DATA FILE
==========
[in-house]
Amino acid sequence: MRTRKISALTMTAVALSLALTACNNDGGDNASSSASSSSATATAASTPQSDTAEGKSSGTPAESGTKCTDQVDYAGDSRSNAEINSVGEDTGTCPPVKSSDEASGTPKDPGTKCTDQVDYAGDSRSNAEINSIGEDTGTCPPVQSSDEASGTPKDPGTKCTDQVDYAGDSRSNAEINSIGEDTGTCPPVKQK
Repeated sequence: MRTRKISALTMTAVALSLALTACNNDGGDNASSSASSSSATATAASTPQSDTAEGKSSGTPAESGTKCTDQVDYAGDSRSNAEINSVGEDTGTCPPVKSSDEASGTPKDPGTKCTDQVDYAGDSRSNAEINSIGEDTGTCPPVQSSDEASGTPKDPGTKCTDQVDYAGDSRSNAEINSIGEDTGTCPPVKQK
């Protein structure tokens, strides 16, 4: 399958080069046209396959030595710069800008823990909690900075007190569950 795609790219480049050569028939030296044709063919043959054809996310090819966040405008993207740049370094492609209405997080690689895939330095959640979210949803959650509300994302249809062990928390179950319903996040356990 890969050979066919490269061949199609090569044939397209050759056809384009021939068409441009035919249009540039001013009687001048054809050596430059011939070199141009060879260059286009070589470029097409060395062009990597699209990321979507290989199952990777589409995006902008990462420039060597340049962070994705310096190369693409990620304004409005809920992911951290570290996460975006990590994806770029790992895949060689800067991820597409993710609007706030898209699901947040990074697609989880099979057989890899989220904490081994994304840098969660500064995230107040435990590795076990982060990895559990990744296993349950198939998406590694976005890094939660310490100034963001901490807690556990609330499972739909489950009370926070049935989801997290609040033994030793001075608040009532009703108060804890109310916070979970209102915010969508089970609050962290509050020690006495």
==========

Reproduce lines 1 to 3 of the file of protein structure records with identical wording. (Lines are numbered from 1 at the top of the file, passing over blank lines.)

[in-house]
Amino acid sequence: MRTRKISALTMTAVALSLALTACNNDGGDNASSSASSSSATATAASTPQSDTAEGKSSGTPAESGTKCTDQVDYAGDSRSNAEINSVGEDTGTCPPVKSSDEASGTPKDPGTKCTDQVDYAGDSRSNAEINSIGEDTGTCPPVQSSDEASGTPKDPGTKCTDQVDYAGDSRSNAEINSIGEDTGTCPPVKQK
Repeated sequence: MRTRKISALTMTAVALSLALTACNNDGGDNASSSASSSSATATAASTPQSDTAEGKSSGTPAESGTKCTDQVDYAGDSRSNAEINSVGEDTGTCPPVKSSDEASGTPKDPGTKCTDQVDYAGDSRSNAEINSIGEDTGTCPPVQSSDEASGTPKDPGTKCTDQVDYAGDSRSNAEINSIGEDTGTCPPVKQK